Shares in the Franco-Dutch airline group fell after it reported a 67% drop in third-quarter revenue to 2.52 billion euros on Friday, as France returned to full lockdown for at least a month.
"The gradual closure of international borders in the second half of August and the resurgence of the pandemic strongly impacted our results," Chief Executive Ben Smith said.
Air France-KLM has 12.4 billion euros in liquidity, thanks largely to a French and Dutch government-backed bailout, a cash cushion comparable to those of European peers Lufthansa and IAG.
IAG, owner of British Airways, vowed on Friday to continue slashing costs after posting a 1.3 billion-euro loss for the three months to Sept. 30. Net debt at Air France-KLM increased by 1.34 billion euros over the quarter to 9.31 billion.
The financial pressure will intensify with a further collapse in traffic, Chief Financial Officer Frederic Gagey cautioned. Air France is expected to operate less than 35% of its year-earlier capacity in the fourth quarter, with KLM running about 45% of its schedule.
And the group's 1.22 billion-euro quarterly operating cash burn would have been 582 million euros worse without payment delays agreed with suppliers and tax authorities - the benefits of which will now begin to wear off.
Air France-KLM shares were down 3.5% at 2.69 euros as of 0915 GMT. The stock has fallen 72% since the start of the year. The operating loss was better than the 1.24 billion euros expected by analysts on 2.79 billion in revenue, according to the median of 16 estimates in a company consensus poll.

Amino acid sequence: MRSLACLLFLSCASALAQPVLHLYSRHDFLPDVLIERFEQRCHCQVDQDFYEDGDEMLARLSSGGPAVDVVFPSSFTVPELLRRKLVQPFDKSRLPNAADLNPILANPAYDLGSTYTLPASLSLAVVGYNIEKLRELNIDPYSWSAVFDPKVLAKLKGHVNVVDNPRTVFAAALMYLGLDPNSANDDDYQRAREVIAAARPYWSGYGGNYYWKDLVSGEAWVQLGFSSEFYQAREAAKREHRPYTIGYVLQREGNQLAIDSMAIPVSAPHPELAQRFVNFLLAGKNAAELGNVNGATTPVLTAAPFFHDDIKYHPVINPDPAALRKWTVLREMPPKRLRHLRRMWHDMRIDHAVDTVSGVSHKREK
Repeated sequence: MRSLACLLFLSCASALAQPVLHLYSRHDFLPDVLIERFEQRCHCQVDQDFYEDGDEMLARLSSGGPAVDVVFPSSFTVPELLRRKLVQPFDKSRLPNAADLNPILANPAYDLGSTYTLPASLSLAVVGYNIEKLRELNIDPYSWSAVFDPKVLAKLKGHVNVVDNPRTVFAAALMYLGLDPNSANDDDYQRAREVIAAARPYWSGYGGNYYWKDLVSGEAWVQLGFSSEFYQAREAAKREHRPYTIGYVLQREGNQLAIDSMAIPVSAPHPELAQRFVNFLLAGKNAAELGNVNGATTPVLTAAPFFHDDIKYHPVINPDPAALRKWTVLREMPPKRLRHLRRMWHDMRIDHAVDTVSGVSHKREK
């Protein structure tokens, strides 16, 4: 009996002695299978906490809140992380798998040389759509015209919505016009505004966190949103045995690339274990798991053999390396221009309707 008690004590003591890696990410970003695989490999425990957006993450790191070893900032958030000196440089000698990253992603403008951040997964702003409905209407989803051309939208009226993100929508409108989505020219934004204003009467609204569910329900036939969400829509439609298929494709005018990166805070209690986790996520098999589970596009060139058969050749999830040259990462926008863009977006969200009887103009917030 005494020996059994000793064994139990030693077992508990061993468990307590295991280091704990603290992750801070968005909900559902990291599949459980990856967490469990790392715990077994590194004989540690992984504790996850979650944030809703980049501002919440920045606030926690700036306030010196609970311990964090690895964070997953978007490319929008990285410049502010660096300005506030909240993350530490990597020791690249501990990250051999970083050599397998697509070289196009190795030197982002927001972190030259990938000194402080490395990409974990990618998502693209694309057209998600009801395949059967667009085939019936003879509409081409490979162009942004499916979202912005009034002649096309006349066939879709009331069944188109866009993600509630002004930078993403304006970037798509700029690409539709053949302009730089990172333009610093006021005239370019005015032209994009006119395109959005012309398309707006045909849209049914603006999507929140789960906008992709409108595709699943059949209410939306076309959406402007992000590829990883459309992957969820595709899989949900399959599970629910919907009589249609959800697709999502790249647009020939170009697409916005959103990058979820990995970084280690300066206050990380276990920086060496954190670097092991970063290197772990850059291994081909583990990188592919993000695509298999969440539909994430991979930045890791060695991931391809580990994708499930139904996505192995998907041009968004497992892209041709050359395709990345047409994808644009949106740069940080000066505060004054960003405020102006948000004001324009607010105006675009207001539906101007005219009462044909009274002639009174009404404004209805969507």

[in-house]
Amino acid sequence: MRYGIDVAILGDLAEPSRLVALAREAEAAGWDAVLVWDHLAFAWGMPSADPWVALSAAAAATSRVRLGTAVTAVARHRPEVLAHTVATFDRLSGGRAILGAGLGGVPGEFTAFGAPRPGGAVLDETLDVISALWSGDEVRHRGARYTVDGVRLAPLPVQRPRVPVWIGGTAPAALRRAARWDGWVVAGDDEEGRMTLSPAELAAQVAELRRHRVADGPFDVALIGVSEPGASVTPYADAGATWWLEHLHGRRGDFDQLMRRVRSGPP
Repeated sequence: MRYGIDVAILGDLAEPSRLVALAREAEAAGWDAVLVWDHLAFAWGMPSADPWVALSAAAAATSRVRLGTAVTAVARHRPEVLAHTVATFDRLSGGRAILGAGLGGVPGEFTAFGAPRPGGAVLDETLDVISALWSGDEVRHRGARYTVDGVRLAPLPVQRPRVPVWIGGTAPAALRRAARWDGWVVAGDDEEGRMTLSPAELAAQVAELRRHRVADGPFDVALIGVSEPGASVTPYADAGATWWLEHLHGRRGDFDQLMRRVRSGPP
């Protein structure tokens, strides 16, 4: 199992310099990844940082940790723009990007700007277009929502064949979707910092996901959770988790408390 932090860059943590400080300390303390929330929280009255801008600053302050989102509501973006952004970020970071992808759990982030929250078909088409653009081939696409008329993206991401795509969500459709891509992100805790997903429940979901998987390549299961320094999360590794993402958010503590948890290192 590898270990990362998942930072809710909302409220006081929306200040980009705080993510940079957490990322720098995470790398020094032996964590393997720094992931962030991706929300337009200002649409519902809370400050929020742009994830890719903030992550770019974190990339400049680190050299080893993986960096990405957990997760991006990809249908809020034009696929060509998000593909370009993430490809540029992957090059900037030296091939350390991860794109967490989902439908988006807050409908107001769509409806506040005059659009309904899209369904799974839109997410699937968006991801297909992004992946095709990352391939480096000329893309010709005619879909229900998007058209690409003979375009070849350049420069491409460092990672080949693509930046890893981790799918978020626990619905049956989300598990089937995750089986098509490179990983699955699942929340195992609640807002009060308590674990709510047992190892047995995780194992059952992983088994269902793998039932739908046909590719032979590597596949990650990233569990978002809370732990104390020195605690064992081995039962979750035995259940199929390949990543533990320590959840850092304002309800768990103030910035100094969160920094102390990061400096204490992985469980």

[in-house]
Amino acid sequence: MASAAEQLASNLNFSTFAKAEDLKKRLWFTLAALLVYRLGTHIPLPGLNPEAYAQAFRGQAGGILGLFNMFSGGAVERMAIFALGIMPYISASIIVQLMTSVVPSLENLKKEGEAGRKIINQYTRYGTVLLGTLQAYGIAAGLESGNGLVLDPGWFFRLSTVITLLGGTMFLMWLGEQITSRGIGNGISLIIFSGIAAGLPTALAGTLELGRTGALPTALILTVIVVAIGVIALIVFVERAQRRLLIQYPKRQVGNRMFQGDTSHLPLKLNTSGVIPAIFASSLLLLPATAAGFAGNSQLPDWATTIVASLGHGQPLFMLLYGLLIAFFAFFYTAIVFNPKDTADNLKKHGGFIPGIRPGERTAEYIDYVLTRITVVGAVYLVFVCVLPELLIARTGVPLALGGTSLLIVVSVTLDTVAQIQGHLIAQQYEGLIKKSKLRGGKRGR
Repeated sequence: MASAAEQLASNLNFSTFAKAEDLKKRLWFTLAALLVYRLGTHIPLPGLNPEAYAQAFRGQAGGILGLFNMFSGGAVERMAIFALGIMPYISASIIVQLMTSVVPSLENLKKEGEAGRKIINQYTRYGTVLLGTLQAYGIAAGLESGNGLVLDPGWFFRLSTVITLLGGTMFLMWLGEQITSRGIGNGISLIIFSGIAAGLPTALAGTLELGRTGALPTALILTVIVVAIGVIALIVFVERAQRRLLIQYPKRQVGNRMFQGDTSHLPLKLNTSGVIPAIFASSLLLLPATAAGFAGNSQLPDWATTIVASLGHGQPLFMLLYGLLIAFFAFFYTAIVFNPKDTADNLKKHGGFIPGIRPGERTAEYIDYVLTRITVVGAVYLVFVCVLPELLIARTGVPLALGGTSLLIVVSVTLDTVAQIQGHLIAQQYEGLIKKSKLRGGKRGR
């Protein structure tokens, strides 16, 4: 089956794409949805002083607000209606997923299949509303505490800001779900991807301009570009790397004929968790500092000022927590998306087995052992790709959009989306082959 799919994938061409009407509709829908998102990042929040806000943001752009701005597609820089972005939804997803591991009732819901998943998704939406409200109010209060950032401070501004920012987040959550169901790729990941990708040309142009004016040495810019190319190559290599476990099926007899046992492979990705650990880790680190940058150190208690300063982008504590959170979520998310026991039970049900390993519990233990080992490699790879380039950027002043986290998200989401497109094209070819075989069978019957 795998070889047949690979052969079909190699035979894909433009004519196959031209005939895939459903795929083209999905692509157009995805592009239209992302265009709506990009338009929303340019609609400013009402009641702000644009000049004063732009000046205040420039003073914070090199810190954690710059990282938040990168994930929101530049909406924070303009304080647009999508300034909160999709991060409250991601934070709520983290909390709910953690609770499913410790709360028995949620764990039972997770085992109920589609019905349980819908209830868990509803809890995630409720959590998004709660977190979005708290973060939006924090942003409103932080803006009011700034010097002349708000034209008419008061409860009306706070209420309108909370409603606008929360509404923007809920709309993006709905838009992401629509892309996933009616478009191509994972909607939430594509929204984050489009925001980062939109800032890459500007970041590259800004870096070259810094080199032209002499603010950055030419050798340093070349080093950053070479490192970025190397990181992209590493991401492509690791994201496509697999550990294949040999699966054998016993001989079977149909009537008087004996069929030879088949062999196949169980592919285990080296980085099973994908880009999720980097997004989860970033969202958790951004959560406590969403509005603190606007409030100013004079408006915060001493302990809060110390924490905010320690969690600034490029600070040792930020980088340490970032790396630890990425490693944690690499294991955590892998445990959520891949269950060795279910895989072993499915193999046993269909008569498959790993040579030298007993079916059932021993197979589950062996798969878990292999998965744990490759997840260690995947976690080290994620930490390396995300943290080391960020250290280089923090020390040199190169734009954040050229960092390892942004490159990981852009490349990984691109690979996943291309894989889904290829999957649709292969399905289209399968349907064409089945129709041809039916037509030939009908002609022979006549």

Earnings before interest, tax and depreciation came in at a negative 442 million euros and will be "substantially lower" in the fourth quarter, Air France-KLM said. Some 565 million euros in restructuring charges swelled its bottom-line net loss to 1.67 billion.
Reduction of ten percent of headcount of pre-crisis level
By year end, the group expects to reduce headcount by 8,800 full time-equivalent positions, or 10% of its pre-crisis level, with more cuts due in 2021 at Air France - which accounted for 78% of the group operating loss.
KLM said it would consider "further rightsizing" as the pandemic drags on, with the Dutch government also pressing for longer-term wage restraint commitments.
Losses would have been significantly deeper at both carriers without wage subsidies granted by their respective governments or their hasty action to slash costs.
A doubling of cargo unit-revenue was a rare bright spot, thanks to freight pricing supported by the widespread grounding of planes, but did little to offset the broader gloom.
Air France-KLM said it still aimed to raise new capital to bolster its debt-laden balance sheet: a second step demanded by creditor banks and announced with the April bailout. "We're working intensively on it," Gagey said.
© Reuters, aero.uk | Image: Air France-KLM | 30/10/2020 10:52